Patricia Schultz’s list of 1,000 Places to See Before You Die features an intoxicating mix of destinations from Australia to Zimbabwe. “Narrowing it down has always been impossible for me,” she admits, “but of the countless adventures that fill those pages—since the first day I grabbed my passport and locked the front door behind me—these are just a few that will always stand out in my mind.”
Bhutan is a special place: a country that prides itself on its absence of traffic lights and uses a yardstick of Gross National Happiness to measure its people’s well-being. Commonly voted one of Asia’s friendliest countries, it is little-visited and sparsely populated—barely the size of Switzerland, it is one of the most remote and protected places in the world. Tourism is being carefully and slowly developed, Bhutan should be visited now as modernization accelerates and the country slowly evolves to accommodate the world’s fascination. The intrepid visitor can come experience the gracious hospitality of its people, as well as to see its glorious Himalayan landscape (some peaks exceed 23,000 feet) and ancient Buddhist monasteries, where masked festivals go on for days.
Italy’s Amalfi Coast
“You may have the universe,” wrote the great composer Giuseppe Verdi, “if I may have Italy.” There is no country that I have returned to so frequently and so willingly—except during the summer months when heat and crowds can easily diminish one’s enjoyment. So imagine my surprise when a recent August trip to the incomparably beautiful Amalfi Coast turned out to be deliciously blissful: Every last hotel was brimming with Italian families and friends who uphold their summertime holidays al mare as a kind of uncontested birthright. Lazy beach days gave way to long al fresco dinners of fresh seafood from the morning market, enjoyed under the stars. And everywhere you look, a terribly fashionable and tanned bel mondo crowd is living la dolce vita as if in a Zefferelli film. It all conspired to make me feel—for just a moment—like I had been invited to the party.
I am admittedly enthralled by all things Africa (a safari is something you simply must do before you die). But Ethiopia, Africa’s oldest independent country, boasts a unique culture and heritage, not to mention its place as one of the oldest locations of human life known to scientists. Once the home of Emperor Haile Selassie, it now has the world’s best coffee and some of the loveliest women anywhere (after all, the biblical Queen of Sheba was said to have hailed from northern Ethiopia). On my first trip here, I visited the holy cities of the north, such as Axum—the presumed site of the Ark of the Covenant—and Lalibela, with its 11 magnificent subterranean churches carved from bedrock in the 12th and 13th centuries. In scale, number, detail, and sophistication there is nothing like them anywhere else on earth. I have since returned to Ethiopia to make sure I had not been dreaming the first time. I wasn’t.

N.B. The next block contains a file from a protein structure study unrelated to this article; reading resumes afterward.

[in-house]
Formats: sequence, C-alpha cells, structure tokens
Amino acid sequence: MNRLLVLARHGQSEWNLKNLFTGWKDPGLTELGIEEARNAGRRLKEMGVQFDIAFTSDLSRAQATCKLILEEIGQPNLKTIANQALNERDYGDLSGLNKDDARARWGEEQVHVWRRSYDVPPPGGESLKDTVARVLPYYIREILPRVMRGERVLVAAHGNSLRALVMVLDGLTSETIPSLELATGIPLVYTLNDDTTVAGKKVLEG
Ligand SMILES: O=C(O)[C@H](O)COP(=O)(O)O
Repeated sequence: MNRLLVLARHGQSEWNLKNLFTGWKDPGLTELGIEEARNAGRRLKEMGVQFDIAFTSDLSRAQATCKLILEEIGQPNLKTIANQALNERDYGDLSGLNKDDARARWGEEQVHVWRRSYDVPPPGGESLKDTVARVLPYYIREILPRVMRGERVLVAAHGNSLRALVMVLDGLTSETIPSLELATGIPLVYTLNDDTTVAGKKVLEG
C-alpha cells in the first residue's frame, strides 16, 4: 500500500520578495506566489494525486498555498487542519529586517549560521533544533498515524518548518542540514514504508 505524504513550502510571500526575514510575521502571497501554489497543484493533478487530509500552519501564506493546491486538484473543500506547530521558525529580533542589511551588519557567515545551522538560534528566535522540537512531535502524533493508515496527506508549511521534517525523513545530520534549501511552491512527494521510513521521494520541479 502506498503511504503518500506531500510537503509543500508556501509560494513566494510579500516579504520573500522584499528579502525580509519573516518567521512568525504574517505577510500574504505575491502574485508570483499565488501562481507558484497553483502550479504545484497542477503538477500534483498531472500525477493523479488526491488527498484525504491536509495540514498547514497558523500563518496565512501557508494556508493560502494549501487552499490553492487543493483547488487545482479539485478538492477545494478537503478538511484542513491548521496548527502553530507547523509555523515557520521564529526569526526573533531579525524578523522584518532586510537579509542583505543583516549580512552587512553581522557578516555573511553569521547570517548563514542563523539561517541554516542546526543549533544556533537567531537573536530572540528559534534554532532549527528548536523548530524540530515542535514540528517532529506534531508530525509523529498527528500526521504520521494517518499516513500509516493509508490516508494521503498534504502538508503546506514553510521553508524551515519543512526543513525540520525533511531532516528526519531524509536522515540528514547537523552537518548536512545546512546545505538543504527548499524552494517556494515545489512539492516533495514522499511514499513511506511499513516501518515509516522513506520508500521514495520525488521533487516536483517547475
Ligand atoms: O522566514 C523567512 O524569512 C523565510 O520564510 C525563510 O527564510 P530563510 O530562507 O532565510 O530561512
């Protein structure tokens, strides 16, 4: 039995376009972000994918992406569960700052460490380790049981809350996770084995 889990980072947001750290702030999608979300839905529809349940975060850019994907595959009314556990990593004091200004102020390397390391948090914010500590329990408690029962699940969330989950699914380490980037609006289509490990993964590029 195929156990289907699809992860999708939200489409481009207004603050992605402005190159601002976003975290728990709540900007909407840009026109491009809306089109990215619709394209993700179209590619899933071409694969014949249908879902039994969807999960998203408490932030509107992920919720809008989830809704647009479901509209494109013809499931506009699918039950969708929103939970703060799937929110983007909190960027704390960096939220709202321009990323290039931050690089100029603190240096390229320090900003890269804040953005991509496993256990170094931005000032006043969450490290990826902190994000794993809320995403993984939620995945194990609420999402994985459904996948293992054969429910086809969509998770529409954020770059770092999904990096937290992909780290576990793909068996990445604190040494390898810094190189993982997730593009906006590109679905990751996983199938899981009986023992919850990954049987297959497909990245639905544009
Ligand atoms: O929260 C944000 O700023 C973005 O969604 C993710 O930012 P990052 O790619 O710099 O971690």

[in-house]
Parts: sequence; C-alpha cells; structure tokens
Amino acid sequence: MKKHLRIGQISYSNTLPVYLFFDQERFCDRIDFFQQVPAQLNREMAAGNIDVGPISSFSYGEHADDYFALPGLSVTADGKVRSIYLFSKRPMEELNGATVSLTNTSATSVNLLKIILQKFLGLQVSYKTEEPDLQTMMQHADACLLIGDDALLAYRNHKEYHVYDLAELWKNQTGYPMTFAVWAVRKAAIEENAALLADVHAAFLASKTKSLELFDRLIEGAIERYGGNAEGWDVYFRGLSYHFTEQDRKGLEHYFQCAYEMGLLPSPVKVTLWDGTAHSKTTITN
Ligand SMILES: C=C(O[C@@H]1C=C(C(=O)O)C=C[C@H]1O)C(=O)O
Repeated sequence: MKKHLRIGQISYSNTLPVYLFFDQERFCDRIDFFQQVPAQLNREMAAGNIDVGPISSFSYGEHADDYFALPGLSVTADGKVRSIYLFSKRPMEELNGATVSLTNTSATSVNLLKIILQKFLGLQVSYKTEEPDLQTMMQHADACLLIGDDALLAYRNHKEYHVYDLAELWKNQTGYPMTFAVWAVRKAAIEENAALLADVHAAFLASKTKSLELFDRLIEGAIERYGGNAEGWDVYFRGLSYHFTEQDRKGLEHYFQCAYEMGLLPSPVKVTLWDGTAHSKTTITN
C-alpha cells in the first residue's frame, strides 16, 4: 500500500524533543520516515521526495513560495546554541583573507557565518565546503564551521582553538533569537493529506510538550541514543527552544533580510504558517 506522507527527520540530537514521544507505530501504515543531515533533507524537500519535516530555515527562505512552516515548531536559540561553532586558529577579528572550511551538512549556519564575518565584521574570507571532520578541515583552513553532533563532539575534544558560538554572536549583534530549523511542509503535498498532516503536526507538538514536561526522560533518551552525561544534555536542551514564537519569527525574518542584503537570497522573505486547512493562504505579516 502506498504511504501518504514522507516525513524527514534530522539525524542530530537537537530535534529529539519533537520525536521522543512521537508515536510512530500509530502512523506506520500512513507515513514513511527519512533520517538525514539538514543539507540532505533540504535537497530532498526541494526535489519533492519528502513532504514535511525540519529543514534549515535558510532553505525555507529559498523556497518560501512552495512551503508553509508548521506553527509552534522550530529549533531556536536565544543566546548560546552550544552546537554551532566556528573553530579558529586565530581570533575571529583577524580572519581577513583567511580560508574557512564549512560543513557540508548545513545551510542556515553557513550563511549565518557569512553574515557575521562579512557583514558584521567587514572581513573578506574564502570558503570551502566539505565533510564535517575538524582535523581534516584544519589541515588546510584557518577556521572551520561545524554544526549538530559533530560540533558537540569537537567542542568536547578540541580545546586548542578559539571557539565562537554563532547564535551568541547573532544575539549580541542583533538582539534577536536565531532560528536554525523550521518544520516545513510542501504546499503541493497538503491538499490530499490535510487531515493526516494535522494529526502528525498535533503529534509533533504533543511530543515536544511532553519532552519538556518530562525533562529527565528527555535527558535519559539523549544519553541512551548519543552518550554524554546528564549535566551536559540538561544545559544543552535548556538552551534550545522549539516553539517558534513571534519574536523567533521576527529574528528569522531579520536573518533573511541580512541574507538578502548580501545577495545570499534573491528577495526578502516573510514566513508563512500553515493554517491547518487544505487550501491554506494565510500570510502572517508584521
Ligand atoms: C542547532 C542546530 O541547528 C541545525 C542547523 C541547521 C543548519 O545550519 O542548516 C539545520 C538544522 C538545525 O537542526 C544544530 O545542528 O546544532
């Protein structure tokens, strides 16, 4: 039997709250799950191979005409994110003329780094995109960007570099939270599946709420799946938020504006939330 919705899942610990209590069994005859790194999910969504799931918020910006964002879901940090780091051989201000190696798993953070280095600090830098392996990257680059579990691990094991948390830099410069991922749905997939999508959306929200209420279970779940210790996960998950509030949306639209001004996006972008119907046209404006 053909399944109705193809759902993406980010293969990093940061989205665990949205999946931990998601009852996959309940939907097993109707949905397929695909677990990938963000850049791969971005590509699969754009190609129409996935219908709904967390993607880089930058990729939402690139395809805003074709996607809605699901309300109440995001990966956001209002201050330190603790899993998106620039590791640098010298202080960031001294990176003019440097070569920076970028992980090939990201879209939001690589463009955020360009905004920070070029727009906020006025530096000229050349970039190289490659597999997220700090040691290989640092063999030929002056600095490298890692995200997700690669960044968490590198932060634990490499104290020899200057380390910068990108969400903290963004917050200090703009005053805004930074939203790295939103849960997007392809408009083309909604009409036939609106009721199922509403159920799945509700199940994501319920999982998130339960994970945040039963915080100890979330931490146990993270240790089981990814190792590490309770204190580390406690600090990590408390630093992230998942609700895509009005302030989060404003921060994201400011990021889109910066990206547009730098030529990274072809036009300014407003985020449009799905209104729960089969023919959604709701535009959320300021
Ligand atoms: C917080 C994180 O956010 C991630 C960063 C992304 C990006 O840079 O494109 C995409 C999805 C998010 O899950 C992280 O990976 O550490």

One of the highlights of any trip to Scotland is the people. Another is the fact that you can begin and end your stay in the wonderful city of Edinburgh. It is compact and chockablock with sights such as the Royal Mile, a walkable stretch of streets bookended by Holyrood Palace (the Queen’s Scottish home) at one end and the brooding hilltop Edinburgh Castle at the other. But getting out of town is paramount, and renting a car to drive through the green and dramatic Highlands with its myriad lochs promises the ultimate road trip. For an easy detour to the Hebrides Islands off Scotland’s crenellated western coast, we headed to Skye, one of the largest of the hundred-plus islands, conveniently connected to the mainland by a once-controversial bridge. To reach other ports the efficient ferry system is efficient, fun and allows you to bring your car.
Papua New Guinea
If you feel like the world is shrinking and there are few places left where tourism has yet to leave its imprint, then head to the island nation of Papua New Guinea—and time your arrival for one of the annual Sing-Sing Festivals. We attended the event in Mt. Hagen, where drums thundered as nearly 80 tribes came from all over the highlands to participate in a timeless spectacle of song, dance, and costume. We visited the Huli tribesmen who wear human-hair wigs ornamented with bird-of-paradise feathers, and explored time-stuck settlements along the Sepik River, one of the world’s last unspoiled reservoirs of nature, culture, and—who knew there’d be shopping?—tribal art that can be bought for a song. All those intense faces painted in bright primary colors with noses pierced by pig tusks? Show them their photos on your iPhone and watch how all the world smiles in the same language.
And don’t forget to check out the book!
About the Book:
The world’s bestselling travel book is back in a more informative, more experiential, more budget-friendly full-color edition. A #1 New York Times bestseller, 1,000 Places reinvented the idea of travel book as both wish list and practical guide. As Newsweek wrote, it “tells you what’s beautiful, what’s fun, and what’s just unforgettable—everywhere on earth.” And now the best is better. There are 600 full-color photographs. Over 200 entirely new entries, including visits to 28 countries like Lebanon, Croatia, Estonia, and Nicaragua, that were not in the original edition. There is an emphasis on experiences: an entry covers not just Positano or Ravello, but the full 30-mile stretch along the Amalfi Coast.
Every entry from the original edition has been readdressed, rewritten, and made fuller, with more suggestions for places to stay, restaurants to visit, and festivals to check out. And throughout, the book is more budget-conscious, with starred restaurants and historic hotels such as the Ritz, but also moderately priced gems that don’t compromise on atmosphere or charm.
The world is calling. Time to answer.